Two reviews of Second Language By Ronna Wineberg
Reviews by Jaclyn Thomas and Steven Hansen, Small Spiral Notebook
Wineberg's compassion for her characters is subtle and consistent throughout Second Language. Many of the stories are preoccupied with intergenerational communication - a woman flies to Paris to find her unknown father in "The Search"; in "A Crossing", Alice, a pediatrician with breast cancer, dismisses her mother's offers of spiritual healing. World War II hovers discreetly in many of these stories, as characters share both the history and a tacit desire for silence. In "The Coin Collector," Sonia sees that Mr. Vespers, the man who arrives to buy her late husband's coins, has "small blue numbers imprinted on his right wrist." When Patrice finds her father, Franz, in "The Search," Franz denies the act of lying. " 'One didn't lie then,' " he tells her, speaking of the war. " 'Those were extraordinary times.' "
Wineberg focuses on the quotidian - the rituals and habits of romantic and filial love - so that the smallest moments unfold to reveal intense revelation and emotion. In "The Lapse", Edward watches his wife washing the dishes and begins to wonder about the future of their marriage. In "When We Went South," Laura visits the apartment her husband is moving into with his young lover. Wineberg's characters are reflective, pensive, torn between what feels right and what feels good. Each woman encounters a troubling path; an ill parent, a decaying marriage, a furious child. The value of material wealth is a central concern; in "The Coin Collector," as Sonia watches Mr. Vespers leave with her coins, she thinks, "he's stealing my memories." In the title story, when Lucy learns that her parents have been robbed, she tells them, " 'You're alive. Things are replaceable, Dad.'"
In this story, Lucy's Second Language is Spanish, but one can sense that each of these stories has an undercurrent of a new language, a way of speaking to challenges and unanticipated sorrows. There is a language of adultery, of ruined marriage, in "When We Went South"; in "The Search," Patrice finally speaks as a daughter for the first time in her life. Throughout the collection, whether they are standing before their lovers or their spouses, their parents or their doctors, the women in Second Language find that they are able to cope with the seemingly unbearable, and that their instinct and intellect will give them the words.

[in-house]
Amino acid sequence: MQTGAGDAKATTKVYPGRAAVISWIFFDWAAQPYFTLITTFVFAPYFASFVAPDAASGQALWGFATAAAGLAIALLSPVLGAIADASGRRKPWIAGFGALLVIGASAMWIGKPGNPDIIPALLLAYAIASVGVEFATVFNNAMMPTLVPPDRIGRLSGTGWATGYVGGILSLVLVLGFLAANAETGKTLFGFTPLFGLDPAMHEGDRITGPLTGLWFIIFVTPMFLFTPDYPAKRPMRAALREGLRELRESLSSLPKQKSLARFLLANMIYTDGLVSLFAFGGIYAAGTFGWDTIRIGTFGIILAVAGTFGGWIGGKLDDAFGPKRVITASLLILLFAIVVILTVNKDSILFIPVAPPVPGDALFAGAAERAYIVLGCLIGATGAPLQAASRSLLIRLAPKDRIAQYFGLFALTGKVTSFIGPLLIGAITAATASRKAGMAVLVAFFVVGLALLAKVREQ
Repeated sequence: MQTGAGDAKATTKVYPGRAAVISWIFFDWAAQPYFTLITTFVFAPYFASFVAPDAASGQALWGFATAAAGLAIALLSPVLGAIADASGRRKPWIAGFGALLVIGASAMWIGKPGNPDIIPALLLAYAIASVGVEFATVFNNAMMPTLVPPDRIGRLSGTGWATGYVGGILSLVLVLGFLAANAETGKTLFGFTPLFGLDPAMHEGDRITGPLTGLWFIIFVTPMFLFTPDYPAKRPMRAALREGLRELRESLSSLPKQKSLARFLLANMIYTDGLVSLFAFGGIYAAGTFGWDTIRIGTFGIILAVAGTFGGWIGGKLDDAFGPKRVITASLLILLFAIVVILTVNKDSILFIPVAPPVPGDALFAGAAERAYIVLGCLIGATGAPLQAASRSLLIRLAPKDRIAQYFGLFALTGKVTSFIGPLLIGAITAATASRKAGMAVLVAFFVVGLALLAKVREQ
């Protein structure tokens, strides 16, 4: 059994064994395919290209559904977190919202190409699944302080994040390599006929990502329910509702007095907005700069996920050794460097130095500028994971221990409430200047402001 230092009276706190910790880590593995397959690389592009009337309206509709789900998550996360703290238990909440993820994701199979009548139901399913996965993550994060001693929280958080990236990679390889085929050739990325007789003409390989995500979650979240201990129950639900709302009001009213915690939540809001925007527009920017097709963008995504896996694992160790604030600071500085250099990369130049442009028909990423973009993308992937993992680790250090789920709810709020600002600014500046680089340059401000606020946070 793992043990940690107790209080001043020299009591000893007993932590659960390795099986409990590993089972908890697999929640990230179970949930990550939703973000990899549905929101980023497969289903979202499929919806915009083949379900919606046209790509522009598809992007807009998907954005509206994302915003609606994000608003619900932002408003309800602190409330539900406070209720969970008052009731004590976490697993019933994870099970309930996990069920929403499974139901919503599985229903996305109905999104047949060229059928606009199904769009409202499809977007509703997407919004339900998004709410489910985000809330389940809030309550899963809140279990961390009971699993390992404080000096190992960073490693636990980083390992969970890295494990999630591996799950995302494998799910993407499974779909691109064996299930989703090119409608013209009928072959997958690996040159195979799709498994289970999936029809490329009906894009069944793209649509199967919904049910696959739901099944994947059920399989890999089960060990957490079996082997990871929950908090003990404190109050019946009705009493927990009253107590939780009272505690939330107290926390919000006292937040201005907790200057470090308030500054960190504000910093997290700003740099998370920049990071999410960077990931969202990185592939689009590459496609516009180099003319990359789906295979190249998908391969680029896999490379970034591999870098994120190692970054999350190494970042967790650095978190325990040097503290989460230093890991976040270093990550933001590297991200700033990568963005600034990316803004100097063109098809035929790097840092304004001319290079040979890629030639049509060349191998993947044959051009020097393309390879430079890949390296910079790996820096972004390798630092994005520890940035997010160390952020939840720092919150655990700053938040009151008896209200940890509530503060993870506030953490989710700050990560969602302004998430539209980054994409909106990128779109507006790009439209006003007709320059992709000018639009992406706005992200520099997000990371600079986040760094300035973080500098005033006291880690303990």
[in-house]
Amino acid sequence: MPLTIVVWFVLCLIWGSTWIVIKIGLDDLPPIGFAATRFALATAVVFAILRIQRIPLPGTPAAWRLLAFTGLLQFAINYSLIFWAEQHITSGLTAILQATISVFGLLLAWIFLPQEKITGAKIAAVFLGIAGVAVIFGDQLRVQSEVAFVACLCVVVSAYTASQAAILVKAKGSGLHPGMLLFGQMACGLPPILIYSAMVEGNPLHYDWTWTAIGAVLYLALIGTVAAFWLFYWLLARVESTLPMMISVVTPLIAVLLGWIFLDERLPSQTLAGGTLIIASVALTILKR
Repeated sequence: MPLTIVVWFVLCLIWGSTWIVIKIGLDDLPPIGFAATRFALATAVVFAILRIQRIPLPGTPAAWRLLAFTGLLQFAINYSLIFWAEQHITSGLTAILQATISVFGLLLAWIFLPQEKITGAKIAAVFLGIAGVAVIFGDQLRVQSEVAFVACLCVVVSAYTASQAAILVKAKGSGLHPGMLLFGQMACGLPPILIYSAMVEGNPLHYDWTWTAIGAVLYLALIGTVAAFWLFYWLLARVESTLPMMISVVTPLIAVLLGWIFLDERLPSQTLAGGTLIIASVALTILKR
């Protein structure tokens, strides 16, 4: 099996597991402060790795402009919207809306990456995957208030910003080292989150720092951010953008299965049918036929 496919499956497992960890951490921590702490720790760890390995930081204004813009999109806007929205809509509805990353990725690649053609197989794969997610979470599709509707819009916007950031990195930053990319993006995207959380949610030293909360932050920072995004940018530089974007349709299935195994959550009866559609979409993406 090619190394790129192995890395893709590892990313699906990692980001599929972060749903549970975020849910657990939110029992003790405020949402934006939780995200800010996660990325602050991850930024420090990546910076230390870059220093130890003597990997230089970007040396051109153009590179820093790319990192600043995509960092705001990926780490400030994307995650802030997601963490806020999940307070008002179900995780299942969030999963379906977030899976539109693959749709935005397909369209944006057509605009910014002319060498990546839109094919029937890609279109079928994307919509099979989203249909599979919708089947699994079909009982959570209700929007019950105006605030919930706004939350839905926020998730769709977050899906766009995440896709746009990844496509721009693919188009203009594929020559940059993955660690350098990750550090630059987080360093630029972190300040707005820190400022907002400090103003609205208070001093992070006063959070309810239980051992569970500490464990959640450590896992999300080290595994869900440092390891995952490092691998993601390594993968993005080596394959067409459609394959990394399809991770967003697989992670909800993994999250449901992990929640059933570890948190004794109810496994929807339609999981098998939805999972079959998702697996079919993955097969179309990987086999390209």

Revisiting the snippets I had highlighted in the collection Second Language, I was struck by their ability to elicit gut-level emotional responses all on their own; as if these soulful epigrams had become wrapped up in their respective stories only by chance.
In the story "A Crossing," a woman must deal with more than just the prospect of a cancer-caused mastectomy: What had been hardest until now-when all Alice wanted was to grow old-had been the giving up of being young.
Recovering from heart surgery, an old woman in the story "The Visitor" grapples with a true realization of death: Some days she wondered if this would ever end. No. She wondered when this hazy world would end, and then she felt a terror unlike any other.
A woman dealing with the imminent death of a parent in the story "Bad News" being comforted by a prospective new lover: "When my mother was sick, we talked about things we'd never mentioned. About how hard it is to say goodbye."
Yes, these stories are saturated with death, and other unpalatable things like dying of some terminal illness and various permutations of death: death of a spouse, death of a parent, death of self (both literal and figurative), death of love, but if one subscribes to the theory that the overriding motivating factor for how we live our lives is the knowledge of our body's inexorable demise, then death is a bloody worthy subject to fixate on, knowing that death, like love, (as demonstrated by millions of writers past, present and, no doubt, future) as a subject for literary investigation is impossible to exhaust.
If one were to judge Second Language only by the last paragraph, its alternate title could have just as well been Life's a Bitch and Then You Die. But author Ronna Wineberg is much too smart to have any of her works be characterized so flatly. As the brilliantly subtle and matter-of-fact coin dealer in the story "The Coin Collector" puts it, "...everyone needs an interest to take his mind off aspects of life." In other words, everyone knows they're going to die, but that's no reason to avoid living. And when you look for these moments of interest in Wineberg's stories -- even though the face of the unavoidable and impending void may be blotting out the sun - they are everywhere: the woman with pancreatic cancer taking pleasure in baking for her worried daughter; a stolen kiss (freely given) between acquaintances with fleeting business; an old woman's breath and rough lips grazing the skin of her daughter's forehead.
The protagonists of each story are, for the most part, female and middle aged. Wineberg gets credit for trying one or two stories with male protagonists, but these are not her strongest efforts. Other similarities are the characters are invariably Jewish, and many of them are doctors. This is not a criticism so much as it is an observation.
These are not stories for the foolish or naive, but those who've been around the block a time or nine. Those who have (been around the block) will come to identify so strongly with the reminiscences and longings of the characters on display in this collection that the repetition of subject matter and theme will not rankle, but be resonant and welcome as the repeated playing of a favorite 45.